Apart from being ranked below countries like Afghanistan, the freedom of press in India faces various other threats
With India being swept by a wave of ultra-patriotism, journalists have increasingly come under threat from various radical campaigns targeted at curbing ‘anti-national’ streams of thought. These crusades have even gone from clicks to bricks as various scribes have also faced physical threats.
In addition, the government has regulated foreign funding to limit neutral international influence on the coverage of certain issues. Reporting remains a challenge in sensitive areas of Kashmir and the ‘red belt’ around Chhattisgarh. For those who do not abide by self-censorship means, there is also a rising risk of being slapped with sedition charges.
Thus on the occasion of World Press Freedom Day today, here’s why we need to introspect as a country and as the citizens of democracy that is a result of several decades of the freedom struggle, an integral pillar of which was the media.
The World Press Freedom Index for 2017, published by Reporters Without Borders, ranked India at a dismal 136, behind countries like Afghanistan and even Nepal! According to the latest annual report by media watchdog The Hoot, 54 journalists have come under attack in the last 16 months, through 2016 and the first quarter of 2017. If a total of 142 journalist deaths during 2014-15 (revealed by the minister of state for home affairs) is an indication to go by, the actual number might be even higher.
The Hoot’s 2016 report also revealed a trend of filing sedition cases on topics that were considered inconvenient by the powers that be. Beginning with JNU, no less than 40 such cases were filed last year. In 2017, five cases have reportedly been filed so far, in Assam, Bihar, Punjab (on 66 students which was subsequently dropped), Haryana and Delhi.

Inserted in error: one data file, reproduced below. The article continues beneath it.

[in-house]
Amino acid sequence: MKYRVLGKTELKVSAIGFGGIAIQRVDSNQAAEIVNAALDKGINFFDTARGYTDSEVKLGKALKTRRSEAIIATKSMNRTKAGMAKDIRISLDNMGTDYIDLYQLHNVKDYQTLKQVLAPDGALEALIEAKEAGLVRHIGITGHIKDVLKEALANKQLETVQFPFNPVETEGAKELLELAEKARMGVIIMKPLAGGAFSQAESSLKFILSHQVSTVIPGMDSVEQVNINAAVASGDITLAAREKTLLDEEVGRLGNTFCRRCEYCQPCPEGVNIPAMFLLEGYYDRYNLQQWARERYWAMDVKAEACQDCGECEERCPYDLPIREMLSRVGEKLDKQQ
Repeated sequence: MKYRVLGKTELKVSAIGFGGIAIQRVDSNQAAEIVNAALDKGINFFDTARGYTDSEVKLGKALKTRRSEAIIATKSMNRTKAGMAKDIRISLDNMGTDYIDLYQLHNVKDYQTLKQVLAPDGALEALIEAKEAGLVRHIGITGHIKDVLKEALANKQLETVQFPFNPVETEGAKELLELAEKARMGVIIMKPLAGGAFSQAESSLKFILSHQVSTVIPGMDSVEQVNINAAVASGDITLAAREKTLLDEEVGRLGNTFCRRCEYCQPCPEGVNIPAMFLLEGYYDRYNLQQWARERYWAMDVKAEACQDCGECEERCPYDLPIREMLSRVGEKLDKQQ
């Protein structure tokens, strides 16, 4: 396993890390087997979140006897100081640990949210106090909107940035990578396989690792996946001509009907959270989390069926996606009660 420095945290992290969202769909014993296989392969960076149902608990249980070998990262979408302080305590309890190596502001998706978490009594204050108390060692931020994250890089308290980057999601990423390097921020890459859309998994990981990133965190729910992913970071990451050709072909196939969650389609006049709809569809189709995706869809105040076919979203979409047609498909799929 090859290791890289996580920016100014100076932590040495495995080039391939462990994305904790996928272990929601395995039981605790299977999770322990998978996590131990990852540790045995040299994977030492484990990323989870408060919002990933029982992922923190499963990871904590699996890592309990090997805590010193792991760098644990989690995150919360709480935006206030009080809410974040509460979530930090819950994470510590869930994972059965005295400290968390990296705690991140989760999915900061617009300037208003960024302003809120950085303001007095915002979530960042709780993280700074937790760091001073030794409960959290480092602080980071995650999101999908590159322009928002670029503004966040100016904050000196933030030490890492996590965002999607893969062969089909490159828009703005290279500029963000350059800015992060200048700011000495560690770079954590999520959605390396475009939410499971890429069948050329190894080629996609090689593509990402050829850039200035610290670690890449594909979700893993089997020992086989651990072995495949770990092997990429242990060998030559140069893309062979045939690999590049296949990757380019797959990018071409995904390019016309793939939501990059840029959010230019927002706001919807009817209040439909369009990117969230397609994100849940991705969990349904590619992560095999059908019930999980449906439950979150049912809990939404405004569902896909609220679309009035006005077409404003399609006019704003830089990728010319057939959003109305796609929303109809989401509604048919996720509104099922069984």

The report also states that the internet was shut down more than 30 times in 2016 while 14 such instances have already occurred this year. It’s usually the Kashmir valley that is om the receiving end of these diktats despite questions of the constitutional validity of such actions and who the power lies with, under Section 14 of the Criminal Procedure Code (CrPC).
Lipstick Under My Burkha became the latest film to be banned by the Central Board of Film Certification after the likes of Padmavati, Ae Dil Hai Mushkil, Udta Punjab and others have made headlines for various reasons. Other forms of art, which are equally integral rocks of freedom of press, have also frequently come under the axe as a result of pressure from political parties and religious groups.
Calling it a ‘weakening of the landmark RTI Act,’ The Wire reports that as of April 1, 2016, the number of second appeals and complaints stood at 34,982 cases. Other data shows that a large number of rejections happen under the ‘others’ category, with four out of every ten RTI applications being rejected for reasons apart from those permitted by the RTI Act.
Image: RK Laxman’s cartoon from Pinterest